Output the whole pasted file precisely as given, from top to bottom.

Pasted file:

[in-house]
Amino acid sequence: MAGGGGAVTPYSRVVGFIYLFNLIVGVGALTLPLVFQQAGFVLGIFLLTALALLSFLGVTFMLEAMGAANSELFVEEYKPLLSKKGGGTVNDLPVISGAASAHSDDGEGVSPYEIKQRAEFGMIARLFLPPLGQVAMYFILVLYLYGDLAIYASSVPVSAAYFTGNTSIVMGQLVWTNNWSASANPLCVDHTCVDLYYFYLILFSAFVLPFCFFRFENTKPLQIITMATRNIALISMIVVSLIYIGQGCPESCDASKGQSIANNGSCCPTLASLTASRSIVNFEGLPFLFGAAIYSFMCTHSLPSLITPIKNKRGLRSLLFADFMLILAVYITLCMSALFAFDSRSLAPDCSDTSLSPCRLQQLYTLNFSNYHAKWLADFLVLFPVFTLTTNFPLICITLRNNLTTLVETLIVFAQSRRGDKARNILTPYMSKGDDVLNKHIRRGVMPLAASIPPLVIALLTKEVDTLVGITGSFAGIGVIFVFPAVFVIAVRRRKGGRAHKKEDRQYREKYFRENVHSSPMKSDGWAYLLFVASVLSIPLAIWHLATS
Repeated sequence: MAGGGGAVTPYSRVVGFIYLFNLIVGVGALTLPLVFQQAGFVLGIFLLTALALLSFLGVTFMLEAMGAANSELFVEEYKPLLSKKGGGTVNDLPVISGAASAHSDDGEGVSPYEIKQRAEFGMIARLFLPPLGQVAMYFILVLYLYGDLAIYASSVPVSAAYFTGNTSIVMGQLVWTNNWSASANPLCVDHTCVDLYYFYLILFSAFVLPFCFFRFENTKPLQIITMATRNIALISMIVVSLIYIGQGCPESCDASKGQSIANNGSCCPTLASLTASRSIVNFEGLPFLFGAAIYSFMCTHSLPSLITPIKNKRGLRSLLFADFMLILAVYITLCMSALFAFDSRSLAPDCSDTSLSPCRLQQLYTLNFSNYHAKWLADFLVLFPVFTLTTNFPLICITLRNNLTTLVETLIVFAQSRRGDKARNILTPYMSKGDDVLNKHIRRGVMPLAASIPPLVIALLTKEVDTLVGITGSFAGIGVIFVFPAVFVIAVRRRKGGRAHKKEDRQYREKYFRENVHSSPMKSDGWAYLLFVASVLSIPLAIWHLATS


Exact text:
[in-house]
Amino acid sequence: MAGGGGAVTPYSRVVGFIYLFNLIVGVGALTLPLVFQQAGFVLGIFLLTALALLSFLGVTFMLEAMGAANSELFVEEYKPLLSKKGGGTVNDLPVISGAASAHSDDGEGVSPYEIKQRAEFGMIARLFLPPLGQVAMYFILVLYLYGDLAIYASSVPVSAAYFTGNTSIVMGQLVWTNNWSASANPLCVDHTCVDLYYFYLILFSAFVLPFCFFRFENTKPLQIITMATRNIALISMIVVSLIYIGQGCPESCDASKGQSIANNGSCCPTLASLTASRSIVNFEGLPFLFGAAIYSFMCTHSLPSLITPIKNKRGLRSLLFADFMLILAVYITLCMSALFAFDSRSLAPDCSDTSLSPCRLQQLYTLNFSNYHAKWLADFLVLFPVFTLTTNFPLICITLRNNLTTLVETLIVFAQSRRGDKARNILTPYMSKGDDVLNKHIRRGVMPLAASIPPLVIALLTKEVDTLVGITGSFAGIGVIFVFPAVFVIAVRRRKGGRAHKKEDRQYREKYFRENVHSSPMKSDGWAYLLFVASVLSIPLAIWHLATS
Repeated sequence: MAGGGGAVTPYSRVVGFIYLFNLIVGVGALTLPLVFQQAGFVLGIFLLTALALLSFLGVTFMLEAMGAANSELFVEEYKPLLSKKGGGTVNDLPVISGAASAHSDDGEGVSPYEIKQRAEFGMIARLFLPPLGQVAMYFILVLYLYGDLAIYASSVPVSAAYFTGNTSIVMGQLVWTNNWSASANPLCVDHTCVDLYYFYLILFSAFVLPFCFFRFENTKPLQIITMATRNIALISMIVVSLIYIGQGCPESCDASKGQSIANNGSCCPTLASLTASRSIVNFEGLPFLFGAAIYSFMCTHSLPSLITPIKNKRGLRSLLFADFMLILAVYITLCMSALFAFDSRSLAPDCSDTSLSPCRLQQLYTLNFSNYHAKWLADFLVLFPVFTLTTNFPLICITLRNNLTTLVETLIVFAQSRRGDKARNILTPYMSKGDDVLNKHIRRGVMPLAASIPPLVIALLTKEVDTLVGITGSFAGIGVIFVFPAVFVIAVRRRKGGRAHKKEDRQYREKYFRENVHSSPMKSDGWAYLLFVASVLSIPLAIWHLATS